As the lazy, hazy days of summer continue, so does what I like to call Penelope’s K-9 Kamp.

So last week, I packed cheese cubes and raced Penelope to the car.

“It’s Rally Day,” I called.

Penelope got there first and jumped in.

Rally is a competitive sport where dogs of all breeds (even mixed breeds) and of all ages compete for championships. The competitors are in teams of two: one canine and one human. As a team, you work through a course of 10-20 signs with instructions on them. Each sign has a specific command.  Sit.  Sit-Lie Dow-Sit.  Turn Left. Turn Right. Turn 180 Degrees. Make a Figure 8 around cones.  And so on.

A course is set up with 10 - 20 signs with instructions.

A course is set up with 10 – 20 signs with instructions.

You and your dog have to keep pace with each other (no pulling ahead or hanging back) as you navigate the course and follow the instructions on the signs.

Everyone starts with 200 points. Points are deducted for mistakes, and (we should be so lucky) bonus points are added.

Sound complicated?

I thought so.

I did the reading and navigating. Penelope followed my hand – the one holding the cheese.

Penelope wasn’t sure why I asked to her to lie down and not move while I walked a circle around her.  She wanted to follow me. But I held a cube of cheese to her nose which kept her in her place.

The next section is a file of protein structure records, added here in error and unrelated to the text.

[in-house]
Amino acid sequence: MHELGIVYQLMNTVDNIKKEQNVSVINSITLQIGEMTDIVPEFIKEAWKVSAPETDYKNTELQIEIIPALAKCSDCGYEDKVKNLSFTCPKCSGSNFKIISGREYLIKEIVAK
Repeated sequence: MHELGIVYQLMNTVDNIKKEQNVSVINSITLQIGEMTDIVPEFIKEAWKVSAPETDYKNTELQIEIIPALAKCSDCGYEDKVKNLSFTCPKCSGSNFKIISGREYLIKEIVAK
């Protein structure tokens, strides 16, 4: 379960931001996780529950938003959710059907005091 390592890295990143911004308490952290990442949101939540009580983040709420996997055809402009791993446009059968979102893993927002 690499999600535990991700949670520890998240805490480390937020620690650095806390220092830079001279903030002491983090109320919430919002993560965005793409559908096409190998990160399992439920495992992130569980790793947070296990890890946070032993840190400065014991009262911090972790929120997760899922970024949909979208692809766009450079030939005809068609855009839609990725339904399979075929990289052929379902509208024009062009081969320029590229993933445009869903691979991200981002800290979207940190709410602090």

She also wasn’t sure why, during the Figure 8, I kept nudging her to the left. Again, cheese worked wonders.

Monroe navigates the cones.

Monroe navigates the cones.

Oh, oh.  I'm next.

Oh, oh. I’m next.

Well, I thought, this isn’t that hard. A second later, the class was told that as we became more advanced and went into actual competitions, no food would be allowed on the course and dogs would be off leash. There would also be obstacles on the course and we would be timed.

To become proficient in Rally, four courses were available: Novice, Advanced, Excellent, and Ring Prep and Run-Throughs. Under the description of each course was fine print that said dogs and handlers must be competent in a level before advancing to the next one.

I frowned.  Penelope’s tail wagged as she looked in my handbag for cheese. I guess she hadn’t heard the part about no more cheese.

What do you mean, no more cheese?

What do you mean, no more cheese?

Rally Day ended. We went outside to our car. It must have been 100 degrees.

Penelope and I aren’t sure whether we want to pursue Rally. Or, make that I’m not sure that I want to pursue Rally. But we agreed that we could use a treat to beat the heat.

I had an ice cream cone.  And Penelope had a yogurt pumpkin freeze.



Blend 1 cup of canned pumpkin with 1 cup of nonfat plain yogurt.

Pour or spoon into an ice cube tray or small paper cups and freeze.

This low-fat treat is great for dogs and good for those needing extra fiber in their diets.

And tales wag at the taste of pumpkin.

Penelope approves this recipe.

Penelope approves this recipe